1. Be careful with soap

    As well as stripping it of moisture, soap can alter the natural pH of the skin, making it more prone to irritation8. Consider using a soap-free body wash each time you lather up for a gentler cleanse. 

  2. Take a bath…with oatmeal

    It might sound odd, but soaking in an oatmeal bath can be soothing and help loosen scales. Just fill a sock or cloth with oats and put it in the tub or use over-the-counter oatmeal bath products9. When oats come into contact with water they produce a gelatinous film that both protects and moisturizes the skin.10 Just make sure the water isn’t too hot and be sure to apply a moisturizing cream as soon as you get out.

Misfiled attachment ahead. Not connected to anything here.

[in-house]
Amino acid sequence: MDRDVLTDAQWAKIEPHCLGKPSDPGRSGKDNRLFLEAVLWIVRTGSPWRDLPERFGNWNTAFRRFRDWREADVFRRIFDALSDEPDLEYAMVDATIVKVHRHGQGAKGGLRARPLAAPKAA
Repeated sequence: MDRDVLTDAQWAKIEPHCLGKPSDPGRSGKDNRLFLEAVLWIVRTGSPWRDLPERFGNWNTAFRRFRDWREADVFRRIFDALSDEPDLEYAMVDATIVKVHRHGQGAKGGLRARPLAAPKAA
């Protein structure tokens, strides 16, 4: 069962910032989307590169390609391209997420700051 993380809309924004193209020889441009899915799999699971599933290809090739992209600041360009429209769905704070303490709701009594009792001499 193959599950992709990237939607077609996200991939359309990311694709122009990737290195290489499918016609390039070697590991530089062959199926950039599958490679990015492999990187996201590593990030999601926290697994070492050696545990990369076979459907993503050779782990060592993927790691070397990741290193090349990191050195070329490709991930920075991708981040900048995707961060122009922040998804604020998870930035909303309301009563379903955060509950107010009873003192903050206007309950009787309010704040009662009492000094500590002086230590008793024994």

If you don’t have time for baths, put a call into the doctor, because other quick remedies like applying body oil in the shower and keeping the temperature low may also help prevent skin from drying out afterwards.1

    And no matter whether you take a quick shower or a relaxing bath, be sure to resist the urge to scrub too hard, as this can irritate the skin and might even trigger a flare-up8.

  3. Invest in a humidifier

    Central heating dries out the air during winter, so a humidifier can be helpful2. These handy gadgets force moisture into the atmosphere in the form of an invisible mist, however a bowl of water or a wet towel placed on top of a radiator can also be just as effective.

  4. Slather on skin cream